Trap Shooting 101 from Colonel Smoothbore
By OutdoorAly

Posted: March 10, 2013

There are several disciplines of clay target sports played in the United States. The three most popular are trap, skeet, and sporting clays. Both trap and skeet have two different styles, American and International. The international standards are used in the world championships and the Olympics. We’ll look at them in future posts and compare them to the much more common American games.

American style trap consists of three disciplines: singles, doubles, and handicap. The Amateur Trapshooting Association (ATA) is the main governing body for the sport, although the Pacific International Trapshooting Association (PITA) has a substantial membership in the Northwest US and Canada. The rules of the two associations are basically the same, so for our purposes we’ll refer to ATA rules when we discuss American trapshooting.

There are 5 shooting stations on a trap field (see the diagram below) and a full squad consists of 5 individual shooters. A round of singles or handicap consists of 25 targets, while a round of doubles is 50 targets. In a round of trap the squad leader, number one shooter, calls for and fires at a target, 2 targets in doubles, then the next shooter does the same; this rotation continues until each shooter has fired at 5 targets. Then each shooter moves one station to the right the fifth shooter moves back to station one. The process is repeated until all shootershave fired at 25 targets.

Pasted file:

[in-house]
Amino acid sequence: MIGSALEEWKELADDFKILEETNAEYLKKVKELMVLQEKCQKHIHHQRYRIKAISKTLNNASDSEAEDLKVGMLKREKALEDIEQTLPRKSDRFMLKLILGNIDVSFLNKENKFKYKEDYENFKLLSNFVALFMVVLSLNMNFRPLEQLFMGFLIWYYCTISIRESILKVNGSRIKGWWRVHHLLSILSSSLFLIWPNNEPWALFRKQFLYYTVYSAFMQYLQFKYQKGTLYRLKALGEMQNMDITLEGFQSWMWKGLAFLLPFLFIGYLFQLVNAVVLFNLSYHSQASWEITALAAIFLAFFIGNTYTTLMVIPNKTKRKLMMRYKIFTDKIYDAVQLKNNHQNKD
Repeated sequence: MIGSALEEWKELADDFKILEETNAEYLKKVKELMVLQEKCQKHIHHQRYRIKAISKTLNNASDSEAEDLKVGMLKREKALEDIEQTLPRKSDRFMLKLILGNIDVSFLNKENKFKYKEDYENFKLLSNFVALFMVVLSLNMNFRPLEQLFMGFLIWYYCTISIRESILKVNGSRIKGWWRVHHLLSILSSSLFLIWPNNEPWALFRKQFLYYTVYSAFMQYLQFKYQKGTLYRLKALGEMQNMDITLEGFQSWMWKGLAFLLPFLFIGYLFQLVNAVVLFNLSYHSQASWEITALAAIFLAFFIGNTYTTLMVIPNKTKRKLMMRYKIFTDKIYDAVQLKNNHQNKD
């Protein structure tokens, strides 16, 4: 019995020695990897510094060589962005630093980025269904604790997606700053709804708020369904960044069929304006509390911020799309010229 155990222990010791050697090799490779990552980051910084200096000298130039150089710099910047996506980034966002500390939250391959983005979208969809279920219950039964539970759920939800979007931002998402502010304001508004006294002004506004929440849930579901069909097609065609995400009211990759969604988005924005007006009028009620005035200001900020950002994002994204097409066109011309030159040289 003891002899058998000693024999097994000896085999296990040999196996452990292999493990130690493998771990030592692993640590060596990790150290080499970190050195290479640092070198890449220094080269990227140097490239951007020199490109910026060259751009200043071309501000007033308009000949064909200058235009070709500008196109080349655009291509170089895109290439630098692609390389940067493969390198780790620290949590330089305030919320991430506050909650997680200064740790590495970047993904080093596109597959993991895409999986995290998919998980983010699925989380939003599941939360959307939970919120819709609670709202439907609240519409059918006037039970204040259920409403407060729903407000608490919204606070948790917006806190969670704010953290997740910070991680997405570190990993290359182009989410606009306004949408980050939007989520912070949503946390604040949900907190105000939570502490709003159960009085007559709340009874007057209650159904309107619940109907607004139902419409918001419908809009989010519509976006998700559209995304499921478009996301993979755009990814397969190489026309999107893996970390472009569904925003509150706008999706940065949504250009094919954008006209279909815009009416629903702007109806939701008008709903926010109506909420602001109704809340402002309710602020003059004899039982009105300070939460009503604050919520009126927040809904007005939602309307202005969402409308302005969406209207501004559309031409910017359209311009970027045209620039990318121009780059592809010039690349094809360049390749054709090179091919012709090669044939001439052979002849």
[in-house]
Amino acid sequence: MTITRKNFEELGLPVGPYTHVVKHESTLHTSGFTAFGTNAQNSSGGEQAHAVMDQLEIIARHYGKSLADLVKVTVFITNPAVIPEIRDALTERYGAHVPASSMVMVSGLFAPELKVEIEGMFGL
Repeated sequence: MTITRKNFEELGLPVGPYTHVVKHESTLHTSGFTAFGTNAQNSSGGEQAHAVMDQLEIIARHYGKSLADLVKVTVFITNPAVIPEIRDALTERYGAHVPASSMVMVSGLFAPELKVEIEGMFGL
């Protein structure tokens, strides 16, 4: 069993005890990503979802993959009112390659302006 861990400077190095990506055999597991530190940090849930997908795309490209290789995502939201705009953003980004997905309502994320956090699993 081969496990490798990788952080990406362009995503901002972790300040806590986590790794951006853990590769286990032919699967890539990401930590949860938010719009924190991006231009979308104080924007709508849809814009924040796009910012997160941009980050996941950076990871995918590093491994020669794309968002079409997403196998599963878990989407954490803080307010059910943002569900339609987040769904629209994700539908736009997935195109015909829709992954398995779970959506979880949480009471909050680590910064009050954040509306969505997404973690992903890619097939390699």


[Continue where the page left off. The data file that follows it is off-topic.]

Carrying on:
trap layout

The shooting stations are positioned between 16 and 27 yards behind the trap. Both singles and doubles targets are shot from the 16 yard line, while handicap targets are shot from the 19 to 27 yard line. Singles and doubles participants are classified according to their averages, while yardage is earned in the handicap events by score and wins. We’ll take a more detailed look at each event in the coming weeks, as well as the specialty guns of trap shooting.

The photos I’ve included this week are of the Kreighoff “Eagle Gun.” This gun is an example of the exquisite engraving available for today’s custom guns.







Be safe and good shooting.

Colonel Smoothbore